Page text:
I’m pretty sure that Hagklofs Solo replacement is s fiver cheaper. So it’s not all up the way!

  17. Hi Pete,

    I’m interested in getting the lizard top, but am unsure which size to get. I believe you mentioned that you wear an L for everything from Haglofs.

    I’m 1.78m and 76kg, which size do you recommend I go for?

    Cheers mate!

  18. Ooh, that’s a tough one, you’re just a bit smaller all round than me.
    You could be a medium or a large, so maybe a medium if you want it slimmer fit and you’ve got regular length arms, or a large if you want a looser cut or have really long arms?!

    It’s a great top though, I’m long overdue an update on it.

  19. Wore my Lizard Q top for the first time today, after getting to the summit of Pen y Fan and finding the wind a bit chilly. Just right – kept my body at exactly the right temperature, and I wore it all the way down. Was getting a bit warm at the bottom, but was almost at the carpark so didn’t bother to take it off.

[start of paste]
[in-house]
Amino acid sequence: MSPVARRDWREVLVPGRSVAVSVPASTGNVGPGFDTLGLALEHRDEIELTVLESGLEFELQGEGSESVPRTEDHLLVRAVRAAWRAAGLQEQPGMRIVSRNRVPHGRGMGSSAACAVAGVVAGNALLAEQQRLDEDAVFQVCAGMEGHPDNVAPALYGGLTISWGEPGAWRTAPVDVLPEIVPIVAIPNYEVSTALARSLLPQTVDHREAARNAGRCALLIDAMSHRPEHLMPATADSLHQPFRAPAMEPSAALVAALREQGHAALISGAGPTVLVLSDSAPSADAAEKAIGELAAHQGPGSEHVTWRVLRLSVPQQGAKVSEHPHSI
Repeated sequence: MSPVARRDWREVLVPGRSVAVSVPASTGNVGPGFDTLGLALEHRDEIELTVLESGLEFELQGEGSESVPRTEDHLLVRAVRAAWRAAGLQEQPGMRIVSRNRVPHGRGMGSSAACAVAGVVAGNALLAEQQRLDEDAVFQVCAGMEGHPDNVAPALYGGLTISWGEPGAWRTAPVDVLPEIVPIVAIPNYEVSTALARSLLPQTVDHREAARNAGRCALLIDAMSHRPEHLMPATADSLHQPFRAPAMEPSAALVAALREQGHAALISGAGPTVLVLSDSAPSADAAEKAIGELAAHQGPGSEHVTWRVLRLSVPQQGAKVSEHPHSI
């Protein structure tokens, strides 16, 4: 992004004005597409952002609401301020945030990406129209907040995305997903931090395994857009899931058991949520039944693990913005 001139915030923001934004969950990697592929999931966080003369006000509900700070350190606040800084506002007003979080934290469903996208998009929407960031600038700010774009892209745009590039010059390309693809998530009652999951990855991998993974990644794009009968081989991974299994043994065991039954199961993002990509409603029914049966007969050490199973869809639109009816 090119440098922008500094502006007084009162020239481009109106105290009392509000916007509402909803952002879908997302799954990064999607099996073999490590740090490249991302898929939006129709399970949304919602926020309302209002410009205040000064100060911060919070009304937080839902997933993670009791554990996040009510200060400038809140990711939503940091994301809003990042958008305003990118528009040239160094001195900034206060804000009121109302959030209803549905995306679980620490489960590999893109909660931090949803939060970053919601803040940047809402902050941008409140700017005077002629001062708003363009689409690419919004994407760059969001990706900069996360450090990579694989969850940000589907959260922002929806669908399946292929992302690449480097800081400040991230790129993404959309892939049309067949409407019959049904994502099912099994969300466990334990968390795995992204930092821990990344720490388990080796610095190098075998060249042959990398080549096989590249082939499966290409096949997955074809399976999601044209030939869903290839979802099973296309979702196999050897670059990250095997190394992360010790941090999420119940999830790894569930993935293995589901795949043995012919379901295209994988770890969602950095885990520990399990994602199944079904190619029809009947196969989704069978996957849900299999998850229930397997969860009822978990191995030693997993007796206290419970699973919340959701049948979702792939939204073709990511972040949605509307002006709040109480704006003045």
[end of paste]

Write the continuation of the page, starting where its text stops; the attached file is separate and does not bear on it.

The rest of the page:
Oh what a lovely piece of gear – really nice stretchy fabric, fab details, I love the purple trimmings on the zips (I’ve got the black version), and it’s top quality manufacture. Yum :-)
    Wore it with my Intense Q zip (thought I’d go fully Haglofs on top today!), which is possibly a bit close-woven for me at this time of year, though I did appreciate the under-arm bits that seem to deal with sweat better than the rest of it. It may be a spring / autumn top for me.

  20. I love the Lizard. I wore it on the Cairngorm trip and it was perfect for the changeable conditions with a short-sleeve merino t-shirt.
    I think the original notion was that it’s too specialist, but I think that’s it’s actually a do-it-all piece.

    The wummin get a red one next season btw :o)

  21. There’s always a nicer one coming next season!
    I’m looking forward to wearing it in drizzle / rain to see how much it can cope with.

  22. My sample version does okay in light rain etc, even after a few washes.
    The DWR will probably wear out quicker than it would with softshell pants with the abrasion from pack straps, we’ll see.